The Power of Purpose

Greetings. In the last few years, I have become enamored with Lush Cosmetics—a British company that sells intriguingly fragrant soap that looks like cheese. Not only have I become a reliable customer for their “fresh and handmade” personal care products, but I also bring groups of business leaders to visit their stores here in Washington, New York, San Francisco, Chicago, and even Kuala Lumpur. Visits intended to give leaders from a wide range of industries a sense of what it takes to create a business that is loved and respected by almost all of its employees and customers. Granted, many of its customers are relying on their parents to buy their soaps, lotions, perfumes, shampoos, bath bombs, and other products but that’s a different story. What interests me most is the “power of purpose” in this global company that is widely regarded as being innovative, caring, collaborative, customer-centric, socially and environmentally responsible, and successful.

Let’s face it, having a clear and compelling sense of purpose is vital to business success—especially today. Yet too many companies fail or neglect to make clear why they really matter, the core purpose they are trying to achieve, and the role that the folks who work there and the folks who buy from them play in making important things happen. At Lush, they wear their purpose on the walls of their stores and even in the ink that adorns some of their employees. It is a purpose that is all about products that are natural, good for you, not tested on animals, and good for the planet. All made by real people whose pictures and names appear on every package, unless a product comes without a package as a way to reduce the use of unnecessary material that is likely to end up in landfills. And purchased by customers who care about the products they buy and use. It is also a purpose that inspires the company  to invest a significant amount of its proceeds to support nonprofit organizations around the world that are working to improve the lives of children and low-income communities, and the welfare of animals—organizations recommended by employees.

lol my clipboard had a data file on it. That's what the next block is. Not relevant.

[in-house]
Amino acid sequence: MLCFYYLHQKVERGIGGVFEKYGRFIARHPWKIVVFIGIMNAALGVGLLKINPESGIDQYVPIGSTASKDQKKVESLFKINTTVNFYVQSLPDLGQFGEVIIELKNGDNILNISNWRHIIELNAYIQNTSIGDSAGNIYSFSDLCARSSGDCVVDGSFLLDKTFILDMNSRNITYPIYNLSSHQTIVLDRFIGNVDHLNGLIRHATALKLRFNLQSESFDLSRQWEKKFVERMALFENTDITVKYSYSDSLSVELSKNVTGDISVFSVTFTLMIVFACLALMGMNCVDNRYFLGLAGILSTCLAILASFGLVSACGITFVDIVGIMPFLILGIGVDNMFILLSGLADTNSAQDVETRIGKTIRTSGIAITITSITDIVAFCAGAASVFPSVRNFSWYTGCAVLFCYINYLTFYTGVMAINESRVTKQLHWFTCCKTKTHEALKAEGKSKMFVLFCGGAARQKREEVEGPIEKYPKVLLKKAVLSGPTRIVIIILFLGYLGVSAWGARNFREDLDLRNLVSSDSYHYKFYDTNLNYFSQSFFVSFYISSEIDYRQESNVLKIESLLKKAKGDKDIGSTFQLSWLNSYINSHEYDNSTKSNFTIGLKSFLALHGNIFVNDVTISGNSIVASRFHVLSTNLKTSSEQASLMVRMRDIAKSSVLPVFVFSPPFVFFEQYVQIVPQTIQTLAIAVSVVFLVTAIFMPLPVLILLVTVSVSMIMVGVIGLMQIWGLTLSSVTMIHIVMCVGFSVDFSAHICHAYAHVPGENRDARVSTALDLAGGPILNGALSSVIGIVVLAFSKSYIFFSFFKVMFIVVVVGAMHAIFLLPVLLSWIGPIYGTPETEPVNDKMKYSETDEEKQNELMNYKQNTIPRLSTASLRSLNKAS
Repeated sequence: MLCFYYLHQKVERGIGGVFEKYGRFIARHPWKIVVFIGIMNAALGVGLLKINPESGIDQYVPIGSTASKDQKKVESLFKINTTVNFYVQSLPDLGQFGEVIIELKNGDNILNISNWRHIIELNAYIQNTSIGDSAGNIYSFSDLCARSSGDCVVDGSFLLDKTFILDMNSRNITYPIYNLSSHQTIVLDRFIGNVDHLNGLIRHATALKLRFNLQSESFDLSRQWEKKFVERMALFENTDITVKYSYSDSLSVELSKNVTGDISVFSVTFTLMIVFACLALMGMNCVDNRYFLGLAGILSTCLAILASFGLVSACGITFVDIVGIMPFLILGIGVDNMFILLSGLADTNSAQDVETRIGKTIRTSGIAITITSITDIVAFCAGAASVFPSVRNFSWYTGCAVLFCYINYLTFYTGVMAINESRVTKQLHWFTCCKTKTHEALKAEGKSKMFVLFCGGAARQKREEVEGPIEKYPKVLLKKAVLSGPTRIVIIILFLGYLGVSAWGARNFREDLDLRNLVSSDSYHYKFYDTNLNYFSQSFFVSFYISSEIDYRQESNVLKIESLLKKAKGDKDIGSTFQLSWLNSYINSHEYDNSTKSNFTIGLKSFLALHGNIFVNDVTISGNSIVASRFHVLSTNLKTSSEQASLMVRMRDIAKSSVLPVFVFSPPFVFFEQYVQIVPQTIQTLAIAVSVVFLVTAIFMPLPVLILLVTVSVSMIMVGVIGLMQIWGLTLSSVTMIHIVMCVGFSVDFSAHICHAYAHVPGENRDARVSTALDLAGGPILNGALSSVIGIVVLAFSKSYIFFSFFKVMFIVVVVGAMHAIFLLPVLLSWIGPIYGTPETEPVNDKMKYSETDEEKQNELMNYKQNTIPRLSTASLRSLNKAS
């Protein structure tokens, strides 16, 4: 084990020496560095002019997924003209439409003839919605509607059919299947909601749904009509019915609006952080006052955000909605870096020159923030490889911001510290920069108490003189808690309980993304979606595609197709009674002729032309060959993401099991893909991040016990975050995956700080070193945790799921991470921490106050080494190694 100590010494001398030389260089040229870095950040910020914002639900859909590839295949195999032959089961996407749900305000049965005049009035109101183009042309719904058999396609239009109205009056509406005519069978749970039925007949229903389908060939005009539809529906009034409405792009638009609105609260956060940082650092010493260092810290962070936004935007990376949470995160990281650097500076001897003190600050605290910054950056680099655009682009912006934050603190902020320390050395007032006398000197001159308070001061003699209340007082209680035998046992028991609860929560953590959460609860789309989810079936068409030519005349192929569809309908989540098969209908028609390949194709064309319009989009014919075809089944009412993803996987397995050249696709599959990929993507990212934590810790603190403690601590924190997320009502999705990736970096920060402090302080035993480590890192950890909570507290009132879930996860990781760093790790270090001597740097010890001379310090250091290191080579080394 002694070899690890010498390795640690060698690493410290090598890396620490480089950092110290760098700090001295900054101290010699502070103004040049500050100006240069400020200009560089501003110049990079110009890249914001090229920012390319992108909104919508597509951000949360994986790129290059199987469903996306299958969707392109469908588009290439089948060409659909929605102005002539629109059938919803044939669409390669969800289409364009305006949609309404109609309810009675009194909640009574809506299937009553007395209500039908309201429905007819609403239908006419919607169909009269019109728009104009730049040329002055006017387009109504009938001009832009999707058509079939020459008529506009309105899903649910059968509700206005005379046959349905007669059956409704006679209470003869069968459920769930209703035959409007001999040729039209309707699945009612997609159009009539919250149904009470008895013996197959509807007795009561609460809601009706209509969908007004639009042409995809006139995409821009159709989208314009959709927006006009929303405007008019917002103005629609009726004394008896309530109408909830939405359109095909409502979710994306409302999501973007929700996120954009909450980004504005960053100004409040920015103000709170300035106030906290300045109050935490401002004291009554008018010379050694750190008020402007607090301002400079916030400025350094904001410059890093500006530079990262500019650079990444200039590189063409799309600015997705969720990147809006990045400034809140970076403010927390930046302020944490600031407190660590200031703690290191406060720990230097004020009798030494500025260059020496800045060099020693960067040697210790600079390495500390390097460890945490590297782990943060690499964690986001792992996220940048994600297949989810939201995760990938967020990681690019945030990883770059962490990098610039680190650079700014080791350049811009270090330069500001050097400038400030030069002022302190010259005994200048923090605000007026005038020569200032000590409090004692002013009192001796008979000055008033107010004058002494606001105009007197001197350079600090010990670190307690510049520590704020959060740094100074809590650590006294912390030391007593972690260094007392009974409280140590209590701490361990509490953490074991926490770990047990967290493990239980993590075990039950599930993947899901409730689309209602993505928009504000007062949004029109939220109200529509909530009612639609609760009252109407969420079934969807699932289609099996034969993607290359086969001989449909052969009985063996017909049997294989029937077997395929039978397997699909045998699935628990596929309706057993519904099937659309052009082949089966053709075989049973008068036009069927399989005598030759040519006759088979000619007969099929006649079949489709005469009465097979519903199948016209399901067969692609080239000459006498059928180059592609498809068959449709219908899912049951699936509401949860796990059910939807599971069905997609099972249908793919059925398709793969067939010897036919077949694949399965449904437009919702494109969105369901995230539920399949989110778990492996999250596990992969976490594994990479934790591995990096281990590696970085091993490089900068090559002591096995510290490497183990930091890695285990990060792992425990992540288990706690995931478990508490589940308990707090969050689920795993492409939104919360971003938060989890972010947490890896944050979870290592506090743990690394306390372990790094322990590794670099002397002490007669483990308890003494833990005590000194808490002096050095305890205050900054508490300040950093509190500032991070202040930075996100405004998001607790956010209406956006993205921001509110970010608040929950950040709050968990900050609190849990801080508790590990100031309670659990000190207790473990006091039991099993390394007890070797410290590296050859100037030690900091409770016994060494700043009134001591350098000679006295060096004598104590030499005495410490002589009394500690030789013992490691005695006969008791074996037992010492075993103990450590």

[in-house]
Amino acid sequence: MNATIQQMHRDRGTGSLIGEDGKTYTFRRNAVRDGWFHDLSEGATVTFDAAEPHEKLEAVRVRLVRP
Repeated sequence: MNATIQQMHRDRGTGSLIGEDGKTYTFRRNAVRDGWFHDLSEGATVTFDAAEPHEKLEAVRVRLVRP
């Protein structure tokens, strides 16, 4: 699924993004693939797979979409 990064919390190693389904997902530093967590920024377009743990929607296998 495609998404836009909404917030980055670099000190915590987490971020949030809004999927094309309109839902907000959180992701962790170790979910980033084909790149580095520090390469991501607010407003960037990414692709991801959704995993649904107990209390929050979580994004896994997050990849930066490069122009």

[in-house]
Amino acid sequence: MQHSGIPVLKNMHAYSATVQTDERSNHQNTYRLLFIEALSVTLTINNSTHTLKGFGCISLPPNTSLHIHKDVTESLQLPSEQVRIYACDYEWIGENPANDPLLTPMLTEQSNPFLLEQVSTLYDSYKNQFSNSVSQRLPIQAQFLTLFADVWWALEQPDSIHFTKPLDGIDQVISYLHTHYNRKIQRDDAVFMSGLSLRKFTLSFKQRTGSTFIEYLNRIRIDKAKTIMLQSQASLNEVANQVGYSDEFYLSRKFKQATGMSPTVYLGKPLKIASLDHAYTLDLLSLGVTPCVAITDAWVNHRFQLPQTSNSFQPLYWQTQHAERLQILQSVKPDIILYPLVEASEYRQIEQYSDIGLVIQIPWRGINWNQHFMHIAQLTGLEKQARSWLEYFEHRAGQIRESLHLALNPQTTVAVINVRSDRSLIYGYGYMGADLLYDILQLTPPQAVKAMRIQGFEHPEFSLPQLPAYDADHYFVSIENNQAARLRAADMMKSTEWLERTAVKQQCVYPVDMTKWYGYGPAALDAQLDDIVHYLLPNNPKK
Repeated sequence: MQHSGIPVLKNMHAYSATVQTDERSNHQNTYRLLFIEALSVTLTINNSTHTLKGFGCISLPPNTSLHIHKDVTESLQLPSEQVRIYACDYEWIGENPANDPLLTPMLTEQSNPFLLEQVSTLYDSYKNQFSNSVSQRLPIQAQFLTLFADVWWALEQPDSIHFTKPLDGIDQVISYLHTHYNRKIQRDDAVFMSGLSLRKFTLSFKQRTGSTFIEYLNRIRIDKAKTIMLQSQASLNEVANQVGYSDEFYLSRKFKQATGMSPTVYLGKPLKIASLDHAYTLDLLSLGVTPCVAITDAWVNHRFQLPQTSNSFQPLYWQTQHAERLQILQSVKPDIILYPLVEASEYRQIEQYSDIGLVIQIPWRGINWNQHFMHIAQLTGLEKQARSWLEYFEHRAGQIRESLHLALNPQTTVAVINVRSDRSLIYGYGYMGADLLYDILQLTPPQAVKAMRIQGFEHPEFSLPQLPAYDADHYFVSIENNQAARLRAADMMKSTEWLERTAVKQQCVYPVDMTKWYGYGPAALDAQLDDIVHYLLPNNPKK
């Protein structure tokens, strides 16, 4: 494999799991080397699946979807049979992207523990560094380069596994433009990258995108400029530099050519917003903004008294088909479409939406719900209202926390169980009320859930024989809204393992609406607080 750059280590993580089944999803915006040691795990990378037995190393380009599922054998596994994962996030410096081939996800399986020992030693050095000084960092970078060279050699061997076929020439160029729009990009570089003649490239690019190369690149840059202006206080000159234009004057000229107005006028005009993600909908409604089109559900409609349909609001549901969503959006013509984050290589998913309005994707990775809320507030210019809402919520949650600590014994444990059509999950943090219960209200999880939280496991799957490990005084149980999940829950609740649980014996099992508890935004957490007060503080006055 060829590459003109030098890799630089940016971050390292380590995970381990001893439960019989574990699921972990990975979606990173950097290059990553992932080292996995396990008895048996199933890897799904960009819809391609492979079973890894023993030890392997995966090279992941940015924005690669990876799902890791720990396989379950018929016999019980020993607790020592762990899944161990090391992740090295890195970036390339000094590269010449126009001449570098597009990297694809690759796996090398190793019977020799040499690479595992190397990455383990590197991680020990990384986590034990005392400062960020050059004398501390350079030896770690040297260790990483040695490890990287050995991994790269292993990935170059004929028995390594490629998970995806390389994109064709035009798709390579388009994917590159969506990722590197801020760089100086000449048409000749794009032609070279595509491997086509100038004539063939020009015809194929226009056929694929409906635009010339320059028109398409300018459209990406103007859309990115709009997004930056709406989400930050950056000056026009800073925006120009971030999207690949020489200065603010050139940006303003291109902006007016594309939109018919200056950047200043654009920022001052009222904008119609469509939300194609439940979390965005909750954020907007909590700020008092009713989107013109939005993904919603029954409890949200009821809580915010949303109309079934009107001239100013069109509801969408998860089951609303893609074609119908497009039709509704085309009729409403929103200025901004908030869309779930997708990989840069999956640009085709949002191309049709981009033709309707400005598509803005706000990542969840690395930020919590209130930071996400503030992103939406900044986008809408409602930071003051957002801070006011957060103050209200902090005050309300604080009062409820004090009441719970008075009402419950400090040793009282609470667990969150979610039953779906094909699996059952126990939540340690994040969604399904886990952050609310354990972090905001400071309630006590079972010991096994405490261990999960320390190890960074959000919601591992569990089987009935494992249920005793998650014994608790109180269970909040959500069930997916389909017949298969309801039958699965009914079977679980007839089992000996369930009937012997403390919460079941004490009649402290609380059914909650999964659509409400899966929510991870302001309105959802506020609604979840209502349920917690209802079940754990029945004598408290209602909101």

All of which begs the questions:

“What is your purpose as a company, organization, or individual?”

“Is your purpose something that inspires all of your employees, customers, and stakeholders to be passionate and knowledgeable advocates for your brand?” and

“What value do you really provide?”

If your purpose is not as clear or compelling as it could be, you might want to take a field trip to your nearest Lush shop where the colors are intense, the fragrances are strong, everything can be sampled, customers are loyal, employees are engaged, turnover is low, the sense of purpose is everywhere, and the soap looks good enough to taste.

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The Brilliance of New Hires

Greetings.  It’s the start of a new week and, if you’re very lucky, you’ll be arriving at work to meet some brand new people.  Not “brand new” people in the sense that they just arrived on earth, but brand new to your company and organization.  And that is a great thing.  Because new hires are an amazing gift to any organization if we are open to the fresh ideas and possibilities they bring.

Unfortunately, we don’t always see it that way.  Instead, we often look at our new hires as projects, burdens, or even total weirdos.  Folks who happen to show up at our doorstep without understanding the way we do things and are likely to require tons of training, mentoring, hand-holding, and whatever else it takes to get them up to speed.  When we should be looking at them as new sources of information and insight who bring important perspectives from the world beyond our walls and imaginations.

So the next time you have the gift of a new colleague, whether it’s this week or a month from now, try to take the time to welcome them, get to know them, involve them, ask them questions, and find out what they know that really matters.  And try to discover how some of their genius can be used to make your company or organization more successful.

New Hires 

We win in business when we welcome new people and new ideas.  It’s one of the best ways for good companies and organizations to learn, innovate, and grow.